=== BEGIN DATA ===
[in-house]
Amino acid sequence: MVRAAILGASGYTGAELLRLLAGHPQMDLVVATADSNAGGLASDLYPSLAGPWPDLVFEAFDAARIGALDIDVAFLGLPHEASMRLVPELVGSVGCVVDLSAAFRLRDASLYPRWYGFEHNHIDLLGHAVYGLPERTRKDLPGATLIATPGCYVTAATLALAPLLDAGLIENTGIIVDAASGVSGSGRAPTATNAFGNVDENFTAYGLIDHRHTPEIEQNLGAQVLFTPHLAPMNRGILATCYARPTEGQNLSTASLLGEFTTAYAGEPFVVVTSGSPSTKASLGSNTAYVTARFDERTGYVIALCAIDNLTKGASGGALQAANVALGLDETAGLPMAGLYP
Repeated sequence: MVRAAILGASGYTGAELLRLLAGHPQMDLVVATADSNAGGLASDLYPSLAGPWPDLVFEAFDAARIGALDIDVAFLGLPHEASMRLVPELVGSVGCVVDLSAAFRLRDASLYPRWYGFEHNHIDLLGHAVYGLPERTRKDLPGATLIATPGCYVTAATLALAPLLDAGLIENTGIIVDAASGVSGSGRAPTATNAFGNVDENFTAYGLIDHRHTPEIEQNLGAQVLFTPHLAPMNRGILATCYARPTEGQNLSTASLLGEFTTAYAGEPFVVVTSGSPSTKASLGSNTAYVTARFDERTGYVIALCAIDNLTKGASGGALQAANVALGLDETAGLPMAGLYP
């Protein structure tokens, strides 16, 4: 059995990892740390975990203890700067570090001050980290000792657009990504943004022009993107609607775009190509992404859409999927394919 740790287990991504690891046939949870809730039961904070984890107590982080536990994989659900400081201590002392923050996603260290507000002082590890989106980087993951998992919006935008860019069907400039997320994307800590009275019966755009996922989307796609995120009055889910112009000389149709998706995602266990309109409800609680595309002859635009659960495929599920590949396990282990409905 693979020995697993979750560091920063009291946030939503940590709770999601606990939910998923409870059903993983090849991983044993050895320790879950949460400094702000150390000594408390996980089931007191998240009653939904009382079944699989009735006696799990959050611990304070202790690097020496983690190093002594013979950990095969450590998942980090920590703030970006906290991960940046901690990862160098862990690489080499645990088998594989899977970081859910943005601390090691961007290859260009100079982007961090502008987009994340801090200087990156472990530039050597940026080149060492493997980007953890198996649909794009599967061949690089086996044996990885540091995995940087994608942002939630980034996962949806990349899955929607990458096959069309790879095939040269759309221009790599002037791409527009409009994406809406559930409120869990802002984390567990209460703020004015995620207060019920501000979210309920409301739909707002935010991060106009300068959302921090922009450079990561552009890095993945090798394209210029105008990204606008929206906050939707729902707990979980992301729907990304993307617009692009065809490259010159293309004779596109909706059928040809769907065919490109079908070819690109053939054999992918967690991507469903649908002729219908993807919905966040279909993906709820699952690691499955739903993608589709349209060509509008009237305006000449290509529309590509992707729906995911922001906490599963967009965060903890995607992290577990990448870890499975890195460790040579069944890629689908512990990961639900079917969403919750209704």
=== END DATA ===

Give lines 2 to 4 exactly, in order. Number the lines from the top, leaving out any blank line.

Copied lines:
Amino acid sequence: MVRAAILGASGYTGAELLRLLAGHPQMDLVVATADSNAGGLASDLYPSLAGPWPDLVFEAFDAARIGALDIDVAFLGLPHEASMRLVPELVGSVGCVVDLSAAFRLRDASLYPRWYGFEHNHIDLLGHAVYGLPERTRKDLPGATLIATPGCYVTAATLALAPLLDAGLIENTGIIVDAASGVSGSGRAPTATNAFGNVDENFTAYGLIDHRHTPEIEQNLGAQVLFTPHLAPMNRGILATCYARPTEGQNLSTASLLGEFTTAYAGEPFVVVTSGSPSTKASLGSNTAYVTARFDERTGYVIALCAIDNLTKGASGGALQAANVALGLDETAGLPMAGLYP
Repeated sequence: MVRAAILGASGYTGAELLRLLAGHPQMDLVVATADSNAGGLASDLYPSLAGPWPDLVFEAFDAARIGALDIDVAFLGLPHEASMRLVPELVGSVGCVVDLSAAFRLRDASLYPRWYGFEHNHIDLLGHAVYGLPERTRKDLPGATLIATPGCYVTAATLALAPLLDAGLIENTGIIVDAASGVSGSGRAPTATNAFGNVDENFTAYGLIDHRHTPEIEQNLGAQVLFTPHLAPMNRGILATCYARPTEGQNLSTASLLGEFTTAYAGEPFVVVTSGSPSTKASLGSNTAYVTARFDERTGYVIALCAIDNLTKGASGGALQAANVALGLDETAGLPMAGLYP
């Protein structure tokens, strides 16, 4: 059995990892740390975990203890700067570090001050980290000792657009990504943004022009993107609607775009190509992404859409999927394919 740790287990991504690891046939949870809730039961904070984890107590982080536990994989659900400081201590002392923050996603260290507000002082590890989106980087993951998992919006935008860019069907400039997320994307800590009275019966755009996922989307796609995120009055889910112009000389149709998706995602266990309109409800609680595309002859635009659960495929599920590949396990282990409905 693979020995697993979750560091920063009291946030939503940590709770999601606990939910998923409870059903993983090849991983044993050895320790879950949460400094702000150390000594408390996980089931007191998240009653939904009382079944699989009735006696799990959050611990304070202790690097020496983690190093002594013979950990095969450590998942980090920590703030970006906290991960940046901690990862160098862990690489080499645990088998594989899977970081859910943005601390090691961007290859260009100079982007961090502008987009994340801090200087990156472990530039050597940026080149060492493997980007953890198996649909794009599967061949690089086996044996990885540091995995940087994608942002939630980034996962949806990349899955929607990458096959069309790879095939040269759309221009790599002037791409527009409009994406809406559930409120869990802002984390567990209460703020004015995620207060019920501000979210309920409301739909707002935010991060106009300068959302921090922009450079990561552009890095993945090798394209210029105008990204606008929206906050939707729902707990979980992301729907990304993307617009692009065809490259010159293309004779596109909706059928040809769907065919490109079908070819690109053939054999992918967690991507469903649908002729219908993807919905966040279909993906709820699952690691499955739903993608589709349209060509509008009237305006000449290509529309590509992707729906995911922001906490599963967009965060903890995607992290577990990448870890499975890195460790040579069944890629689908512990990961639900079917969403919750209704």